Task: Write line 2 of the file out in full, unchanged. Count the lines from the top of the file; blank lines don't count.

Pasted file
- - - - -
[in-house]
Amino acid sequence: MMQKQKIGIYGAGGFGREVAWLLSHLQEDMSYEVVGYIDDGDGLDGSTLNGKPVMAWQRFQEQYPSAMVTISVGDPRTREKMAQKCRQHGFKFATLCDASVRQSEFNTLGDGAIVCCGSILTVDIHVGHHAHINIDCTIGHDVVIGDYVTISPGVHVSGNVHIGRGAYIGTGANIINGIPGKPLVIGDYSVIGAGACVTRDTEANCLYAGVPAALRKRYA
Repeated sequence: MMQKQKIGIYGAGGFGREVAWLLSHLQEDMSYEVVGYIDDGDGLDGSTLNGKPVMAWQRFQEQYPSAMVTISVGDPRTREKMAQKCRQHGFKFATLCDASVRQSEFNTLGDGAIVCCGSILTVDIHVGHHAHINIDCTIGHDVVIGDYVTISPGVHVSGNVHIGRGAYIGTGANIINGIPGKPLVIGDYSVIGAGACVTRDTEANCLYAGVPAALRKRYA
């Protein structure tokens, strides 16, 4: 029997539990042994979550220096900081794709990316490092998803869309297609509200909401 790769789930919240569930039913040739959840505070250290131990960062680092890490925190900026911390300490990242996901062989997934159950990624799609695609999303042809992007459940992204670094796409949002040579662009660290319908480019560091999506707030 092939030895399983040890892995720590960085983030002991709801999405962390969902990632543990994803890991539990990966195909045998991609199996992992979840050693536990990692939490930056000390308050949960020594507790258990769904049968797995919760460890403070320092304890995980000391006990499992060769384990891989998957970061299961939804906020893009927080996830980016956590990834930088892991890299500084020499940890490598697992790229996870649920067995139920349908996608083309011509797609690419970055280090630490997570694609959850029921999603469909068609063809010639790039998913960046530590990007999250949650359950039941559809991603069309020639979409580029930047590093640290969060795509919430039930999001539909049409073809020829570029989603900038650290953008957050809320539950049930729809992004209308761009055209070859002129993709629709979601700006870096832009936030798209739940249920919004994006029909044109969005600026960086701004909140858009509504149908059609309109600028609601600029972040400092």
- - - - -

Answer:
Amino acid sequence: MMQKQKIGIYGAGGFGREVAWLLSHLQEDMSYEVVGYIDDGDGLDGSTLNGKPVMAWQRFQEQYPSAMVTISVGDPRTREKMAQKCRQHGFKFATLCDASVRQSEFNTLGDGAIVCCGSILTVDIHVGHHAHINIDCTIGHDVVIGDYVTISPGVHVSGNVHIGRGAYIGTGANIINGIPGKPLVIGDYSVIGAGACVTRDTEANCLYAGVPAALRKRYA